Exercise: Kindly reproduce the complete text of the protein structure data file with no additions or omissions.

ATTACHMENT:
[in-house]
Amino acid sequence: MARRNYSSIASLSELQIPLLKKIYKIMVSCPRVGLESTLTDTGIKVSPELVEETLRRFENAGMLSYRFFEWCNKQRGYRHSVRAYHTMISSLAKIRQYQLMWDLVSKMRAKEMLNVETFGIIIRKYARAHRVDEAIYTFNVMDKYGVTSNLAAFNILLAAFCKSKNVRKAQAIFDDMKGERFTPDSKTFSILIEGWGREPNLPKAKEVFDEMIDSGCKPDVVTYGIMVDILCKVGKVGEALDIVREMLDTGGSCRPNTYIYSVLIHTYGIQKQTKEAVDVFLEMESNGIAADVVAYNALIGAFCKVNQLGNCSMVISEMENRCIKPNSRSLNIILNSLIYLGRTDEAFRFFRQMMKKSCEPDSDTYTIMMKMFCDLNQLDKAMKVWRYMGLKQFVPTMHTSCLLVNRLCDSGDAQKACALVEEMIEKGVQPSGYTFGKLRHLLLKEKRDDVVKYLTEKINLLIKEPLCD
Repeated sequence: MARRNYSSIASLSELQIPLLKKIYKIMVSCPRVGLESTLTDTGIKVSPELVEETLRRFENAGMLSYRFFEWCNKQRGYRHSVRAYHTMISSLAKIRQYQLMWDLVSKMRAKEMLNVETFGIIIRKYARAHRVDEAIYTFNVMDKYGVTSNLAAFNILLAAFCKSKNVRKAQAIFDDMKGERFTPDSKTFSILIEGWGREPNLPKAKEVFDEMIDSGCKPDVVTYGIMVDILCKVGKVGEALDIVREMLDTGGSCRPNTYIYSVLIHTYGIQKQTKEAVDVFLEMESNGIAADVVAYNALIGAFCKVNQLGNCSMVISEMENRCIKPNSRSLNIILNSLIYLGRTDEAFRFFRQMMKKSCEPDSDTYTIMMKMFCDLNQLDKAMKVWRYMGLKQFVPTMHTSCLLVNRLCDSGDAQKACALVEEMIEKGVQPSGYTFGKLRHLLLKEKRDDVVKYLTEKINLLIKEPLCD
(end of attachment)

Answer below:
[in-house]
Amino acid sequence: MARRNYSSIASLSELQIPLLKKIYKIMVSCPRVGLESTLTDTGIKVSPELVEETLRRFENAGMLSYRFFEWCNKQRGYRHSVRAYHTMISSLAKIRQYQLMWDLVSKMRAKEMLNVETFGIIIRKYARAHRVDEAIYTFNVMDKYGVTSNLAAFNILLAAFCKSKNVRKAQAIFDDMKGERFTPDSKTFSILIEGWGREPNLPKAKEVFDEMIDSGCKPDVVTYGIMVDILCKVGKVGEALDIVREMLDTGGSCRPNTYIYSVLIHTYGIQKQTKEAVDVFLEMESNGIAADVVAYNALIGAFCKVNQLGNCSMVISEMENRCIKPNSRSLNIILNSLIYLGRTDEAFRFFRQMMKKSCEPDSDTYTIMMKMFCDLNQLDKAMKVWRYMGLKQFVPTMHTSCLLVNRLCDSGDAQKACALVEEMIEKGVQPSGYTFGKLRHLLLKEKRDDVVKYLTEKINLLIKEPLCD
Repeated sequence: MARRNYSSIASLSELQIPLLKKIYKIMVSCPRVGLESTLTDTGIKVSPELVEETLRRFENAGMLSYRFFEWCNKQRGYRHSVRAYHTMISSLAKIRQYQLMWDLVSKMRAKEMLNVETFGIIIRKYARAHRVDEAIYTFNVMDKYGVTSNLAAFNILLAAFCKSKNVRKAQAIFDDMKGERFTPDSKTFSILIEGWGREPNLPKAKEVFDEMIDSGCKPDVVTYGIMVDILCKVGKVGEALDIVREMLDTGGSCRPNTYIYSVLIHTYGIQKQTKEAVDVFLEMESNGIAADVVAYNALIGAFCKVNQLGNCSMVISEMENRCIKPNSRSLNIILNSLIYLGRTDEAFRFFRQMMKKSCEPDSDTYTIMMKMFCDLNQLDKAMKVWRYMGLKQFVPTMHTSCLLVNRLCDSGDAQKACALVEEMIEKGVQPSGYTFGKLRHLLLKEKRDDVVKYLTEKINLLIKEPLCD